Two sets of kayakers got into trouble in Bodega Bay this weekend, including a woman who fell into the water and was rescued by firefighters who swam out with a board to get her.
The first rescue occurred Saturday night, when though it was windy, a man and woman went out on kayaks without wearing a life vests.
Apparently, “a gal and her boyfriend wanted to take a romantic moonlight cruise in their kayaks,” Bodega Bay fire Capt. Justin Fox said Sunday. “She fell out of the kayak into the harbor and was unable to get in and her boyfriend couldn’t get her in.”
The two yelled for help and after about an hour or so someone heard and called 911 at 9:07 p.m.
Firefighters from Bodega Bay and Bodega responded. Two Bodega Bay firefighters trained as rescue swimmers went after the woman who was clinging to the boat’s side, drifting a couple hundred yards from shore. The man, still in his kayak, stayed with her, Fox said.
The firefighters got her onto the board and paddled her back to shore and a waiting Bodega Bay ambulance. She’d been in the ocean more than an hour, was exhausted and beginning to suffer from hypothermia, Fox said. She was taken to Sonoma West Medical Center in Sebastopol.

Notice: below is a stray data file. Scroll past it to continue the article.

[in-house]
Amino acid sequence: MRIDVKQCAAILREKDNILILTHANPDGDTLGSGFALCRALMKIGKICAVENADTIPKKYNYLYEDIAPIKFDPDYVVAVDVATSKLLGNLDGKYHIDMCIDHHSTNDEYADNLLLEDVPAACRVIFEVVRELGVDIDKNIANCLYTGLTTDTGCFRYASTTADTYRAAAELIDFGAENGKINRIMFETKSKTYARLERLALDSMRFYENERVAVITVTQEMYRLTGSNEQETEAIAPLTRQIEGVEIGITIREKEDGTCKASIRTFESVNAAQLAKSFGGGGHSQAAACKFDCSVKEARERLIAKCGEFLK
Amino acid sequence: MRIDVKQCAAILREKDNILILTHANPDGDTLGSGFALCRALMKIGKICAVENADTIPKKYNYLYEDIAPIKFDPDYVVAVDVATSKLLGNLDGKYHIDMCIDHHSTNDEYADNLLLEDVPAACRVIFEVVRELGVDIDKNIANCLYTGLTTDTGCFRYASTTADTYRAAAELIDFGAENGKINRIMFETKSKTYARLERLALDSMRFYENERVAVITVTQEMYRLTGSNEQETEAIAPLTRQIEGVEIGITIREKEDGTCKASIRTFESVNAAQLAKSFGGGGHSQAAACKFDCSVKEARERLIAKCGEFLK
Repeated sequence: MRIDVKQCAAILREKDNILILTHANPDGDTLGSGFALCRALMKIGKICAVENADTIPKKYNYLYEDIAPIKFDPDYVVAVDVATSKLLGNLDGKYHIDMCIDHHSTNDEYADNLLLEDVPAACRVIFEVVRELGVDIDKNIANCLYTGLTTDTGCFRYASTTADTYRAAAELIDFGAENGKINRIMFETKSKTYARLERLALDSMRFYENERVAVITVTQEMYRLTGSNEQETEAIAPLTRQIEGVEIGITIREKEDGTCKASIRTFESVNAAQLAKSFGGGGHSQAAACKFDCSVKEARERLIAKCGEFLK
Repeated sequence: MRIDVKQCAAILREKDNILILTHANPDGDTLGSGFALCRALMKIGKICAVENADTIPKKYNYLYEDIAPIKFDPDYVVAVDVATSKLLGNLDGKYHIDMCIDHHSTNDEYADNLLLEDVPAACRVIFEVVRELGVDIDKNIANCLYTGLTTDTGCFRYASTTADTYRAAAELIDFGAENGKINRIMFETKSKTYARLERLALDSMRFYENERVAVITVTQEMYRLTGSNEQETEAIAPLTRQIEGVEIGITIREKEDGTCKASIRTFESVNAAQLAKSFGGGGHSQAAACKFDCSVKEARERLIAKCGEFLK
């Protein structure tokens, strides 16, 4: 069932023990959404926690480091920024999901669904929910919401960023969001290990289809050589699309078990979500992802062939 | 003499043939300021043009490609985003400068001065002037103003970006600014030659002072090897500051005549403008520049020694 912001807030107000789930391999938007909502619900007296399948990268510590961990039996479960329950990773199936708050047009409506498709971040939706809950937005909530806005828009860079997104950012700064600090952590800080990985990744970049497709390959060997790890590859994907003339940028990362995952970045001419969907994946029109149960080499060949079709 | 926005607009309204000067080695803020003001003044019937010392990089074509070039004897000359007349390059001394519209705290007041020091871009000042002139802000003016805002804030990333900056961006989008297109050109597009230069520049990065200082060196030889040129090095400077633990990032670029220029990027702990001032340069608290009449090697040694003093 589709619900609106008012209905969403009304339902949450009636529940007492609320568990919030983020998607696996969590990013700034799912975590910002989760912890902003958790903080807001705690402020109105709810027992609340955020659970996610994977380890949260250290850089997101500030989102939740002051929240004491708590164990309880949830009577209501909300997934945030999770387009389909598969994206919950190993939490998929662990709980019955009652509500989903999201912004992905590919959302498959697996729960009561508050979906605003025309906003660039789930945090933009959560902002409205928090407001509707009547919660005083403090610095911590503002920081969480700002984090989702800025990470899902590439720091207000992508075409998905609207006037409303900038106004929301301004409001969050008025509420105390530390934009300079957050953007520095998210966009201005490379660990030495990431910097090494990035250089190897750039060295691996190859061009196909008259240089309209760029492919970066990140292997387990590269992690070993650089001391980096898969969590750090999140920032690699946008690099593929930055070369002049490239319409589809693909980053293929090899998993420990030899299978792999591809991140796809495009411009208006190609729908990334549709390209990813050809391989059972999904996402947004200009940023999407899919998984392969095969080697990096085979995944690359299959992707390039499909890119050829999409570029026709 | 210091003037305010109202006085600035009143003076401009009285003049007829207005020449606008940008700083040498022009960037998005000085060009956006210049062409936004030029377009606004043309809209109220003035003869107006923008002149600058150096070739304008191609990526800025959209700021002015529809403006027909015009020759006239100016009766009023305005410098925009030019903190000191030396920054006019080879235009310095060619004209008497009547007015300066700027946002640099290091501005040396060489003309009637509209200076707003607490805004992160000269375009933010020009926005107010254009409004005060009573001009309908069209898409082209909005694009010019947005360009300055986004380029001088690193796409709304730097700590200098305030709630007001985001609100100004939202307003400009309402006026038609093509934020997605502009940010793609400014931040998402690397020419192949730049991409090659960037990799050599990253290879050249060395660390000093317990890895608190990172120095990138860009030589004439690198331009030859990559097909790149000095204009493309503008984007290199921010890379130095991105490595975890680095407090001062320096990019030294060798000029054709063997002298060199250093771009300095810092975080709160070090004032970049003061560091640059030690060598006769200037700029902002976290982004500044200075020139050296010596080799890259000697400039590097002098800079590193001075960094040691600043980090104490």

The second rescue occurred early Sunday afternoon when two men in kayaks struggled with gusting winds and needed help after becoming stuck south of Doran Park.
“They were beat up by the wind and blown into rocks at Pinnacle Gulch,” Fox said. “They weren’t injured, just exhausted. They couldn’t paddle against the wind.”
Fox estimated sustained winds Sunday afternoon at 20 knots with gusts to 30 knots. Someone onshore watching the kayakers fight the wind called for help at 1:24 p.m. The U.S. Coast Guard sent a boat and guided firefighters to their location and the two were told where to find a nearby trail to drag their kayaks out, he said.
The names of the four or their home towns weren’t available Sunday.
Fox said kayakers often make the mistake of not heeding weather forecasts, and out‑of‑towners often don’t know the area and wind patterns, heading out early when winds are calm then getting blown south as afternoon winds increase.
“They need to pay attention to marine and (National Weather Service) forecasts,” Fox said. “Anything over 10 knots causes kayakers to struggle.”
You can reach Staff Writer Randi Rossmann at 707‑521-5412 or email@example.com. On Twitter@rossmannreport.